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From Wikipedia about the conditions for the Vysochanskij–Petunin inequality

The sole restriction on the distribution is that it be unimodal and have finite variance. (This implies that it is a continuous probability distribution except at the mode, which may have a non-zero probability.)

Does it mean that unimodality and finite variance imply the distribution is continuous except at the mode? Why is that?


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Consider $X \sim \operatorname{Binom}\left(2n, \frac{1}{2}\right)$. It is unimodal (with mode at $X=n$) and has finite variance. – Sasha May 25 '12 at 5:33
Weakly related but with a different transliteration from Russian:… – Henry May 25 '12 at 7:31
up vote 3 down vote accepted

The finiteness of the variance is irrelevant. As explained by Sellke and Sellke (see the reference on the WP page on unimodality), in this context, the unimodality of a CDF $F$ with mode $m$ means that $F$ is concave on $[m,+\infty)$ and convex on $(-\infty,m]$. This is an easy exercise to show that any CDF which is unimodal in this sense has no jumps except possibly at $m$.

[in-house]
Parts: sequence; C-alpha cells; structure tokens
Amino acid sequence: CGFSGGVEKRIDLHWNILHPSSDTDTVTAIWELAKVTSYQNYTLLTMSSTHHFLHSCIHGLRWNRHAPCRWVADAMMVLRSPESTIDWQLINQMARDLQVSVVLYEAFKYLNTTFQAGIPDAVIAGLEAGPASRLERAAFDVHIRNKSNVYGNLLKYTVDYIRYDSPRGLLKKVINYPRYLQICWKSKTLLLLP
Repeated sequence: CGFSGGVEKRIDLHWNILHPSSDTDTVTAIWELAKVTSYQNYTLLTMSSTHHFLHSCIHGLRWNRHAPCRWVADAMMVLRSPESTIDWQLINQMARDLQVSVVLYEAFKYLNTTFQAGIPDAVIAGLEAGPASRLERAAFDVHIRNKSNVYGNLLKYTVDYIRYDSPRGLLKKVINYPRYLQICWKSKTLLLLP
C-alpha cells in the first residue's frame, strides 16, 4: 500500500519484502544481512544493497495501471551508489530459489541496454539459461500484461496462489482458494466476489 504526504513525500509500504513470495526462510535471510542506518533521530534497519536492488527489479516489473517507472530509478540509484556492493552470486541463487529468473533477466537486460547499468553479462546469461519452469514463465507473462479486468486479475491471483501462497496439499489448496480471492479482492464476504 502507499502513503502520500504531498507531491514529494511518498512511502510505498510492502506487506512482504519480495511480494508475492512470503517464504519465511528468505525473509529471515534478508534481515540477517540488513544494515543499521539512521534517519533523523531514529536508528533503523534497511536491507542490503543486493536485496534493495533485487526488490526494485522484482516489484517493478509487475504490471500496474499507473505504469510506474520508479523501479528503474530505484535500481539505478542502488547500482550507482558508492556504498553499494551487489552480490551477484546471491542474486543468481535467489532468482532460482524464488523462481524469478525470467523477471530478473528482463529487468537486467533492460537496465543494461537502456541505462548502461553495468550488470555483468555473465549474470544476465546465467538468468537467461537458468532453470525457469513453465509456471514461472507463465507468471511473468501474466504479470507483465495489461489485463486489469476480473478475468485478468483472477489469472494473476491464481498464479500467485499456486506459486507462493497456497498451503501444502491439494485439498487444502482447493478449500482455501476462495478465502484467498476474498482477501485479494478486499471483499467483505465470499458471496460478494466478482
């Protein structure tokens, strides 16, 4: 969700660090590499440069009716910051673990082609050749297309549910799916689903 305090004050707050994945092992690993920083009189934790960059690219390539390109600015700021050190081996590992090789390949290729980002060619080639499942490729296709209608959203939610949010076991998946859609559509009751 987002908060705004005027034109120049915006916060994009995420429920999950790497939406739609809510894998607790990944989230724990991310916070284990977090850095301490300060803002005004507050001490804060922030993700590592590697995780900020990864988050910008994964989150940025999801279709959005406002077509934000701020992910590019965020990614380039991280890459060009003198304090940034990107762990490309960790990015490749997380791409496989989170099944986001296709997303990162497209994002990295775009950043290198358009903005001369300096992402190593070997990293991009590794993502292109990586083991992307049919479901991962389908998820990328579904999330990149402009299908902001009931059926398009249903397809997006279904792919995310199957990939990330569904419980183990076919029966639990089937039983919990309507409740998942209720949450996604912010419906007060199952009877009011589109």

Assuming for example that $F(x-)\lt F(x)$ at some $x\gt m$, one sees that for small values of $\varepsilon\gt0$, the segment between the points on the graph of $F$ with abscissae $x-\varepsilon$ and $x$ is at least partly above the graph. This contradicts the concavity hence $F(x-)=F(x)$ at every $x\gt m$.

In particular, discrete distributions $(p_k)$ on the integers which are unimodal in the sense that $k\mapsto p_k$ is increasing then decreasing, are not unimodal in this convexity/concavity sense.

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Your interpretation is correct.

If you regard some distributions on the integers as unimodal in the natural sense (such as the binomial and Poisson distributions) then the distribution with $$\Pr(X=0)=\frac{1}{2k^2}$$ $$\Pr(X=1)=1-\frac{1}{k^2}$$ $$\Pr(X=2)=\frac{1}{2k^2}$$ has a mean of $1$, a variance of $\frac{1}{k^2}$, and is unimodal when $k \gt \sqrt{\frac32}$. But it is bound by the Chebyshev inequality not the Vysochanskij–Petunin inequality.

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